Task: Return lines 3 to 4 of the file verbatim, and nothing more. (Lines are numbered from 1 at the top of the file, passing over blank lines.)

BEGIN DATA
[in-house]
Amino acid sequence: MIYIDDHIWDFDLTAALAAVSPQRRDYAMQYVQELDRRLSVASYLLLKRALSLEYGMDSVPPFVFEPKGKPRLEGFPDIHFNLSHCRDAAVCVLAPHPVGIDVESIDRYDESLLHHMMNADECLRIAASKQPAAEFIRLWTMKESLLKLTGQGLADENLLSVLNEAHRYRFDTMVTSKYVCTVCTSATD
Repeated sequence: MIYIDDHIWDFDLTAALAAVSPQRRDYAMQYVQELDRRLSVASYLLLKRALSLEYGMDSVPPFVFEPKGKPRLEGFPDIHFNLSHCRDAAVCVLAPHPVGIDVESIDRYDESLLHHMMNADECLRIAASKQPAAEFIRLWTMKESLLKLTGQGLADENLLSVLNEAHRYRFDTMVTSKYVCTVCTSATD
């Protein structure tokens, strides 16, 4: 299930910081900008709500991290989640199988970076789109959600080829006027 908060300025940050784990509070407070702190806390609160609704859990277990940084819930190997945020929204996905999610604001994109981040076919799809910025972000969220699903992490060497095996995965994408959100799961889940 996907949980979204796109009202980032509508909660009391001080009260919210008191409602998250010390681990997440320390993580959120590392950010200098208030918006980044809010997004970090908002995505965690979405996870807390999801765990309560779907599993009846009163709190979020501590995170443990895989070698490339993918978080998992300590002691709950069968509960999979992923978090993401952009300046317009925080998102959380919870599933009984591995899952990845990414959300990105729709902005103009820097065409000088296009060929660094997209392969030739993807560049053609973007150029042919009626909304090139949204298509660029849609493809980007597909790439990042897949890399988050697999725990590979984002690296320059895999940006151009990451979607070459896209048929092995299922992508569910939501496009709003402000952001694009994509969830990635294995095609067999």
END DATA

Repeated sequence: MIYIDDHIWDFDLTAALAAVSPQRRDYAMQYVQELDRRLSVASYLLLKRALSLEYGMDSVPPFVFEPKGKPRLEGFPDIHFNLSHCRDAAVCVLAPHPVGIDVESIDRYDESLLHHMMNADECLRIAASKQPAAEFIRLWTMKESLLKLTGQGLADENLLSVLNEAHRYRFDTMVTSKYVCTVCTSATD
């Protein structure tokens, strides 16, 4: 299930910081900008709500991290989640199988970076789109959600080829006027 908060300025940050784990509070407070702190806390609160609704859990277990940084819930190997945020929204996905999610604001994109981040076919799809910025972000969220699903992490060497095996995965994408959100799961889940 996907949980979204796109009202980032509508909660009391001080009260919210008191409602998250010390681990997440320390993580959120590392950010200098208030918006980044809010997004970090908002995505965690979405996870807390999801765990309560779907599993009846009163709190979020501590995170443990895989070698490339993918978080998992300590002691709950069968509960999979992923978090993401952009300046317009925080998102959380919870599933009984591995899952990845990414959300990105729709902005103009820097065409000088296009060929660094997209392969030739993807560049053609973007150029042919009626909304090139949204298509660029849609493809980007597909790439990042897949890399988050697999725990590979984002690296320059895999940006151009990451979607070459896209048929092995299922992508569910939501496009709003402000952001694009994509969830990635294995095609067999």